As red tide blooms approach coastal areas, breaking waves can cause their toxins to become mixed with airborne sea spray. People in coastal areas can experience varying degrees of eye, nose, and throat irritation.
Cyanobacteria (Blue-Green Algae)
Cyanobacteria (cyano=blue-green) are a type of algae found naturally in aquatic and terrestrial environments. Under the right conditions, cyanobacteria can grow rapidly resulting in an algal bloom.
Ciguatera Fish Poisoning
Ciguatera fish poisoning is transmitted when people eat a fish which contains a marine toxin called ciguatoxin. Ciguatoxins are produced by a dinoflagellate algae called Gambierdiscus toxicus. Large reef-dwelling fish accumulate marine toxins by eating toxic algae growing on coral reefs. Toxins are found in the highest concentrations in the muscle tissue, organs, and fat of tropical or subtropical predatory reef fish.
Neurotoxic shellfish poisoning (NSP) is caused by a marine toxin present in contaminated shellfish. Brevetoxins produced by a marine algae, Karenia brevis (K. brevis), may accumulate when filter-feeding shellfish are exposed to algal blooms or red tide events. Paralytic shellfish poisoning (PSP) is caused by a different marine toxin called saxitoxin. Both NSP and PSP are transmitted by consuming affected shellfish.
Respiratory and Skin Irritation
One of the most frequent symptoms people experience during a Florida Red Tide is respiratory irritation. Brevetoxins, chemicals produced by Florida Red Tide, may also irritate pre-existing respiratory conditions including asthma. Some swimmers experience skin irritation and rashes after swimming in waters with a severe red tide. They have also reported eye irritation from the sea foam.
Exposure to cyanotoxins can cause severe and even life-threatening illness in pets, livestock, and wildlife when contaminated water is ingested, or through dermal contact when swimming. Cyanotoxins can affect the nervous and gastrointestinal systems, the liver, and can promote tumors.
With over 80% of Florida's residents residing in coastal counties, many Floridians are frequently affected by algal blooms. Recreational activities like boating, fishing, swimming, and beach-walking are popular with both residents and tourists. Florida tourism depends on an abundance of healthy beaches, outdoor recreational activities, and seafood.
Among our partners are: Florida Department of Environmental Protection, Florida Department of Agriculture and Consumer Services, Florida Fish and Wildlife Research Institute, National Oceanic and Atmospheric Administration's Center for Coastal Monitoring and Assessment, Woods Hole Oceanographic Institute, National Science Foundation, Green Water Laboratory, Mote Marine Laboratory, Water Management Districts, University of Miami Rosenstiel School of Marine and Atmospheric Sciences.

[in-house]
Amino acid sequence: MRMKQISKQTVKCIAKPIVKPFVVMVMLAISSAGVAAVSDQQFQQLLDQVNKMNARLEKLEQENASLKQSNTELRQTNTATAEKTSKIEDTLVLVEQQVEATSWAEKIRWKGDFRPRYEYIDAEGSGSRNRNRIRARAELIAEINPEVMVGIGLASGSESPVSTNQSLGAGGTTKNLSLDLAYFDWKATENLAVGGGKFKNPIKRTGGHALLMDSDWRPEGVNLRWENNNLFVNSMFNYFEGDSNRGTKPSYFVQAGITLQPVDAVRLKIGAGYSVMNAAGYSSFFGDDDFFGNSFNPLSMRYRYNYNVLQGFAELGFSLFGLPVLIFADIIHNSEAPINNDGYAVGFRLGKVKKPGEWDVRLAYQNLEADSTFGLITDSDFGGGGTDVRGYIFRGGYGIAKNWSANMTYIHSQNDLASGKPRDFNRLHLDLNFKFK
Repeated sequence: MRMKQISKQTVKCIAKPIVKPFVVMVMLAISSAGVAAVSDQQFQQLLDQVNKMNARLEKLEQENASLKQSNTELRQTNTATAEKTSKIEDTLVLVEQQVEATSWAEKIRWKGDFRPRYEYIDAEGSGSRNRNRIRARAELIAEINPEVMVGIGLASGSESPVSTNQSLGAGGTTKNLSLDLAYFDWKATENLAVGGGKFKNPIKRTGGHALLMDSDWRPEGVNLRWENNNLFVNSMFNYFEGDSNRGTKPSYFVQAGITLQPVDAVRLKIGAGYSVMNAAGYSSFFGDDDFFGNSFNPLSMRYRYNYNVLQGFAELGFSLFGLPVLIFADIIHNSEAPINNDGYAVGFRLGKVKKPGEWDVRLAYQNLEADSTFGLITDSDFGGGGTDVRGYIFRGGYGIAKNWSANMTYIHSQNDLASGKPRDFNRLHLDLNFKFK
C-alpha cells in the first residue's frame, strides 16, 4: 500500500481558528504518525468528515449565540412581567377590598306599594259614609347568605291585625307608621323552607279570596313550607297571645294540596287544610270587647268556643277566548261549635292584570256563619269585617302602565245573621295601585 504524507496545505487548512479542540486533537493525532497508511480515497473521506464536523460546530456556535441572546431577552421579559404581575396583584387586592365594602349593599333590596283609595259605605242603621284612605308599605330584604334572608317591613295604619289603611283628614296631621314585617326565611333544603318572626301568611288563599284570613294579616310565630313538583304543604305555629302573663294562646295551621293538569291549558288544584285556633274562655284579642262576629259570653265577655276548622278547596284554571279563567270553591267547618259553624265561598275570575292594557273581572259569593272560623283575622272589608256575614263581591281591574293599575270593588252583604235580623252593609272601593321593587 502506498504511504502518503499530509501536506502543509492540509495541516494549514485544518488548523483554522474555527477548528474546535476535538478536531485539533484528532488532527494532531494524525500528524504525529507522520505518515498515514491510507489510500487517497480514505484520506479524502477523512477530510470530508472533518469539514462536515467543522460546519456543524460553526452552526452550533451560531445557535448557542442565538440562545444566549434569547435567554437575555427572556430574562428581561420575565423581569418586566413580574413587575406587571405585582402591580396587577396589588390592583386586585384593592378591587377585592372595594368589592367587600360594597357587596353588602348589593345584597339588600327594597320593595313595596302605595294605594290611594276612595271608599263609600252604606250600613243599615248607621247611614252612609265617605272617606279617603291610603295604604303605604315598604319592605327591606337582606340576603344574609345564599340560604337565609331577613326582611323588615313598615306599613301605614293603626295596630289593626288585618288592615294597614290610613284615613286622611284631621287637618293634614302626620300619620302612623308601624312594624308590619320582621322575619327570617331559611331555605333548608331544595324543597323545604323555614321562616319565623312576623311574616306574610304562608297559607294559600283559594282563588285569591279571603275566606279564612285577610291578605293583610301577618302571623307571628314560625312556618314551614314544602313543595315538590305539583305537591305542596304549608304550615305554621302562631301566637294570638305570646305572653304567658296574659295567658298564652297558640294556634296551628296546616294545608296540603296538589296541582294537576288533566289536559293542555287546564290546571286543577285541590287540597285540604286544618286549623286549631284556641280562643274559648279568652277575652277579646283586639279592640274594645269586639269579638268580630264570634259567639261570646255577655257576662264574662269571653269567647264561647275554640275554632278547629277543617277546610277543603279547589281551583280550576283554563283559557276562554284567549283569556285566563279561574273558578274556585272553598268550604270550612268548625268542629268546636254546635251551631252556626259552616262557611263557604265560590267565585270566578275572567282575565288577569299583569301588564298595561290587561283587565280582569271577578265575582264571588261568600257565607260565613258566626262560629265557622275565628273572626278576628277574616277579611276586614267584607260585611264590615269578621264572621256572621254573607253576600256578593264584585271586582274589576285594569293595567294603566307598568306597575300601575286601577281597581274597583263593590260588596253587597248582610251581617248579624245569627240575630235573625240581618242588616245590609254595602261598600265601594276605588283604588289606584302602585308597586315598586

Press releases created by County Health Departments in Florida are displayed as examples. These press releases are original copies and some of the information may be outdated.
Educational and Outreach Materials
The role of the Aquatic Toxins Program is to prevent and reduce illness. One of the important ways we do this is by providing accurate information. With this information, people can make informed and healthy choices about their recreational activities and seafood consumption. The documents on this page contain information on the types of illnesses people may experience if they come into contact with a harmful algal bloom or toxin. They each open in a new window.
The Aquatic Toxins Program employs a robust epidemiological surveillance system to better understand the distribution and extent of human illness related to aquatic toxins associated with harmful algal blooms.
This page explains how to reach the Aquatic Toxins Program by email, mailing address, phone and fax.
To report suspected illnesses related to algae/aquatic toxin exposures to the Poison Information Center's hotline at the University of Miami, call toll-free: 1-800-222-1222.
Report fish kills to the Florida Fish and Wildlife Commission at: 1-800-636-0511.